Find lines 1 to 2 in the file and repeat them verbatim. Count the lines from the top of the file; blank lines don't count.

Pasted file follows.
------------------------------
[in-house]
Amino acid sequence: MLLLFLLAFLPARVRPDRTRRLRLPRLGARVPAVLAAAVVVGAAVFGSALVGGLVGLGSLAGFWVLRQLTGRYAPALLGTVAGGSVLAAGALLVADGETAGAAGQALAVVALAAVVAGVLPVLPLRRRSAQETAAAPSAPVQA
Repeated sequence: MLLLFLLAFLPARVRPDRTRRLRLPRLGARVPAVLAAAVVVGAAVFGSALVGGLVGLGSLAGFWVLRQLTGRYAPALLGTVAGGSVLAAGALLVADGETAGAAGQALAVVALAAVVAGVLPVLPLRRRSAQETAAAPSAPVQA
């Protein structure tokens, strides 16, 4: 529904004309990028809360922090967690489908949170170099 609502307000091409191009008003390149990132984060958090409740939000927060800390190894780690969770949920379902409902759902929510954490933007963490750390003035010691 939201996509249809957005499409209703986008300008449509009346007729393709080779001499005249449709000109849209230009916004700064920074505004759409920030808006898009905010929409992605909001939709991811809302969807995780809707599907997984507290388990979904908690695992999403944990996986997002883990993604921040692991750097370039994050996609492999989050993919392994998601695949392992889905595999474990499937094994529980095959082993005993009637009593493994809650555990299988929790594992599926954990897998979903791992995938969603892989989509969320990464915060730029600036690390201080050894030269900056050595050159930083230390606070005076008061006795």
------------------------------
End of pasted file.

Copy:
[in-house]
Amino acid sequence: MLLLFLLAFLPARVRPDRTRRLRLPRLGARVPAVLAAAVVVGAAVFGSALVGGLVGLGSLAGFWVLRQLTGRYAPALLGTVAGGSVLAAGALLVADGETAGAAGQALAVVALAAVVAGVLPVLPLRRRSAQETAAAPSAPVQA